Me: How and when did you think to use teabags in your art?
Judy Coates Perez: The first time I used tea bags was when I made Illustrated Document No. 1 for the Quilting Arts true colors paper quilt challenge. All the illustrated imagery was drawn on individual tea bags, adhered to the fabric.
|Illustrated Document No. 1 by Judy Coates Perez|
JCP: I have drawn on them with a permanent marker, then added color with paints and colored pencils, put them through my toner printer and printed illustrations and vintage photos on them and I have adhered plain tea stained ones to fabric to make a textured background that I have painted on top of.
|Take These Broken Wings by Judy Coates Perez|
JCP: I use acrylic matte medium and gel medium to glue them to the fabric, but they could also be attached to fabric with fusible web.
Me: Any other pearls you want to add.
JCP: I like using tea bags because they are a thin, strong fibrous paper and they have a lovely stained patina from the tea. When tea bags are glued to fabric they do not add the bulk and stiffness of regular paper making them ideal for combining with fabric. I have also discovered that abaca paper, which can be bought in large sheets, is often used to make tea bags. That's pretty cool because I can put a sheet of abaca in my printer with less likelihood of loosing it, like occasionally happens with a tea bag, lol. I have recently used abaca in a few projects and see some nice potential for more exploration.
Inspired by Judy, here are my teabag works:
and detail shots:
and detail shots:
Jazzed? inspired? ready to drink tea 24/7 and then make art with the bags? Use the process below and you'll have a supply of teabags to print on, glue on, draw on and some lovely tea dyed fabric too.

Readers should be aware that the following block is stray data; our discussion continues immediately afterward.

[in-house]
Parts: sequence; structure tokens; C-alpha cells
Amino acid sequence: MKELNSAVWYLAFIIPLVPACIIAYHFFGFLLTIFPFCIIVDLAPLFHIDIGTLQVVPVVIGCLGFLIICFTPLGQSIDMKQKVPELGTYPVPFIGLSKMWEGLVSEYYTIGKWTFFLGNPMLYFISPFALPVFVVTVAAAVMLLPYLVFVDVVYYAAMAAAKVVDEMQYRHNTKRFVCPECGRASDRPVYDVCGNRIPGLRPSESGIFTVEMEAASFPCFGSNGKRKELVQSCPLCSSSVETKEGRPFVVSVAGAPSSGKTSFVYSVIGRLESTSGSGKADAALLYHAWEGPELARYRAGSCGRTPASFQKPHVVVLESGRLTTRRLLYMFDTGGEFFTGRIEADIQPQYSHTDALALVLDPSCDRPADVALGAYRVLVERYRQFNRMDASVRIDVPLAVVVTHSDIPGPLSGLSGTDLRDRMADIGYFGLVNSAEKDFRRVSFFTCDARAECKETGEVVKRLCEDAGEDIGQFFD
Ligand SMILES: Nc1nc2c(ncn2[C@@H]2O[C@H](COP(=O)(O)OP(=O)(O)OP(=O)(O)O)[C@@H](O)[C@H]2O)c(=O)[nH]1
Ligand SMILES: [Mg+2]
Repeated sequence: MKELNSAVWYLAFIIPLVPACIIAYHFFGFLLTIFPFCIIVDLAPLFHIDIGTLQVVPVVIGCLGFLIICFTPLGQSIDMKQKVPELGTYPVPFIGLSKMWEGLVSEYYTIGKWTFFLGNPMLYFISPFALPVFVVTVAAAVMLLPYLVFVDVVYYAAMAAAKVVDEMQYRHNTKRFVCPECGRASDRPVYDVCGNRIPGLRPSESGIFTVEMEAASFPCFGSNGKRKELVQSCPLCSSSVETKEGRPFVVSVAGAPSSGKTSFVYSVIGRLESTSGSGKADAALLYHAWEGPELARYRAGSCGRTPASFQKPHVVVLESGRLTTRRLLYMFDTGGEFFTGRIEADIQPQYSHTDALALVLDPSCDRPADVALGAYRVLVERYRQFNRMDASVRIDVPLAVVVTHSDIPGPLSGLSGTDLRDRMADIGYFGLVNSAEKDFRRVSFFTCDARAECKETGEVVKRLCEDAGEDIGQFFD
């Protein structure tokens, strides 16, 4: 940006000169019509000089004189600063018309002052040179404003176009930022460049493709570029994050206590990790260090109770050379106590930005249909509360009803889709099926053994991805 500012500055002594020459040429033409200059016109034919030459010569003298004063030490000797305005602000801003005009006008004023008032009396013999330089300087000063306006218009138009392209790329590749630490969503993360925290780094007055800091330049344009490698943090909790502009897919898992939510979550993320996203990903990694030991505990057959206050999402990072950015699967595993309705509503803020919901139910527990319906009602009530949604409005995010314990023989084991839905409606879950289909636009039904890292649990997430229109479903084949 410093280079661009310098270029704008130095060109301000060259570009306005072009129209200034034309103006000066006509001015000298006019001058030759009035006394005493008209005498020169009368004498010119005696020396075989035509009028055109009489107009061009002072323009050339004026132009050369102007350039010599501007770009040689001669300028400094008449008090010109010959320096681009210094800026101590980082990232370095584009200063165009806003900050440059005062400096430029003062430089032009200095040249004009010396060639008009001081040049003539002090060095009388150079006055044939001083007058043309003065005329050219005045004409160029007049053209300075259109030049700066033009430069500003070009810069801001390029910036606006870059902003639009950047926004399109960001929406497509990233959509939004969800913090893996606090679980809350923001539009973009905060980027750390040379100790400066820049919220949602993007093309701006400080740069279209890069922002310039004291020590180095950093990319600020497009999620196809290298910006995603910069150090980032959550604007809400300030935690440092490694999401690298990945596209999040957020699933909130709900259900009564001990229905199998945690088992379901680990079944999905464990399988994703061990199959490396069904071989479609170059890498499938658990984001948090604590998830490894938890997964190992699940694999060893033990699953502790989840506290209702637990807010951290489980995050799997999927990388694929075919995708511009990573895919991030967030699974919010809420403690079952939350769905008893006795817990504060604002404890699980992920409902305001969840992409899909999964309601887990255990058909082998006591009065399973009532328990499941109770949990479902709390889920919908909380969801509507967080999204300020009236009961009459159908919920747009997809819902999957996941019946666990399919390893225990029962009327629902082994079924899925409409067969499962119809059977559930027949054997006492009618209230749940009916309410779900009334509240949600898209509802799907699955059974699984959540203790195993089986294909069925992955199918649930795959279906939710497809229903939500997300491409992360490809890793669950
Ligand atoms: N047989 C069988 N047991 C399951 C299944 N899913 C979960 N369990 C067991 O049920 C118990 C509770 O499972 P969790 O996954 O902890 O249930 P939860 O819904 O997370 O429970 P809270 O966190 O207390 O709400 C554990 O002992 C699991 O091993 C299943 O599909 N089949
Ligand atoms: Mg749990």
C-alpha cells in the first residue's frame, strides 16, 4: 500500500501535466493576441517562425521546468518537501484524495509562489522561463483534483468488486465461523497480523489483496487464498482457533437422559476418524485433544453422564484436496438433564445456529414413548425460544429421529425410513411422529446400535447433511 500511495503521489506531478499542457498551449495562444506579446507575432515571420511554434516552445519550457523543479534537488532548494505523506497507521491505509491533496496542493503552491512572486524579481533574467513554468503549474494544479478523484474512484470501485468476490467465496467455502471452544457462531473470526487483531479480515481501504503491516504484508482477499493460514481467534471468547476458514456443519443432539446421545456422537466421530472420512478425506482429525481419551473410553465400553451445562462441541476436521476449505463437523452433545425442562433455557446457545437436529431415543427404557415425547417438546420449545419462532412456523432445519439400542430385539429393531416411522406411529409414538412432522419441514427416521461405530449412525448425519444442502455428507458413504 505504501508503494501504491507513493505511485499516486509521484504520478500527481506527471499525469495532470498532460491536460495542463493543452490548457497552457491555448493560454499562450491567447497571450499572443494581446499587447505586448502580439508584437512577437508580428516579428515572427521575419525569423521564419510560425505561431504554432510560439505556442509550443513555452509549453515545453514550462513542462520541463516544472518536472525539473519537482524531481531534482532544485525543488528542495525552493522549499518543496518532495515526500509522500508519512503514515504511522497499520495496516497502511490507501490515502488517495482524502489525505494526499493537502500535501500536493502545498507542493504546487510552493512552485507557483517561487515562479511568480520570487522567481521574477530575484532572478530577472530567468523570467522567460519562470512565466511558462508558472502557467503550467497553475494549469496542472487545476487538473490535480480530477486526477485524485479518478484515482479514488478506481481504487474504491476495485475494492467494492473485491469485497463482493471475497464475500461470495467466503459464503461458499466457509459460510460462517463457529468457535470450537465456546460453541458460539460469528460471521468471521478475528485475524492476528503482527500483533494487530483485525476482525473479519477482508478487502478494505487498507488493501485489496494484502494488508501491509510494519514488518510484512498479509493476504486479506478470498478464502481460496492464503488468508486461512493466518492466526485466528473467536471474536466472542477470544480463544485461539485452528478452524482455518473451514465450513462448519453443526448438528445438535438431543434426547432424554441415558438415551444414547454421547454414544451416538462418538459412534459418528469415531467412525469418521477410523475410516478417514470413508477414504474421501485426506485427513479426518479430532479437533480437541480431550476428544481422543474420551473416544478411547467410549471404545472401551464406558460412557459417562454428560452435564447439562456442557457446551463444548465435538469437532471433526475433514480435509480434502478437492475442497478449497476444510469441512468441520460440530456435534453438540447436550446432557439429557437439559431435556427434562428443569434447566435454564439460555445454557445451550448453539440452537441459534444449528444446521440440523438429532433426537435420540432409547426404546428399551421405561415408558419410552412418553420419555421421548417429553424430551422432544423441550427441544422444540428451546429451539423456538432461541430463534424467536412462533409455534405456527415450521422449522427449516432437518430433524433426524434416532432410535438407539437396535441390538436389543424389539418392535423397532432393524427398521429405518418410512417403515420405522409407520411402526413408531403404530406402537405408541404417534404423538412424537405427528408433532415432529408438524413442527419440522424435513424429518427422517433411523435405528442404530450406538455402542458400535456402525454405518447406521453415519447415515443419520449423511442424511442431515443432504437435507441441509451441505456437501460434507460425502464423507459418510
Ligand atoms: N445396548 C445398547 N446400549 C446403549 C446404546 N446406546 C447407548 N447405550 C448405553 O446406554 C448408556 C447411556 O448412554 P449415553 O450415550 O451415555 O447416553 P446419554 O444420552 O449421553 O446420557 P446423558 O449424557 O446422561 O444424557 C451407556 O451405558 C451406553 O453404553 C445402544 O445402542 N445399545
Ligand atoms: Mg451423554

I just get the big box of iced tea bags (they're larger) and brew them all at once.
Tie them together and stick them in a big heat resistant bowl. Add boiling water and steep.
You'll what to have two pieces of fabric. (I use white muslin.) One piece I put in a container and put the used teabags on the fabric to dry. The teabags will stain the fabric and the fabric will soak up some of the moisture left in the used teabags. The teabags can take a couple of days to dry.
The other piece, you'll put in the brewed tea, after you remove the teabags (previous step). Let the fabric sit in the tea for an hour or two. Wring out, and put in the clothes dryer. Iron for lovely tea-stained fabric.
Once the teabags are dry (they don't need to be bone dry) disassemble them. Use a staple remover, or Xacto or fingers to remove the staple.
Unwrap carefully, discard tea grounds or put them in your garden.
Flatten the teabag paper. Each will be softly and uniquely stained.
Iron the teabags.
Now you've got your stash of teabags prepared, look at Judy's tutorial on how she applied them to cloth and painted on them.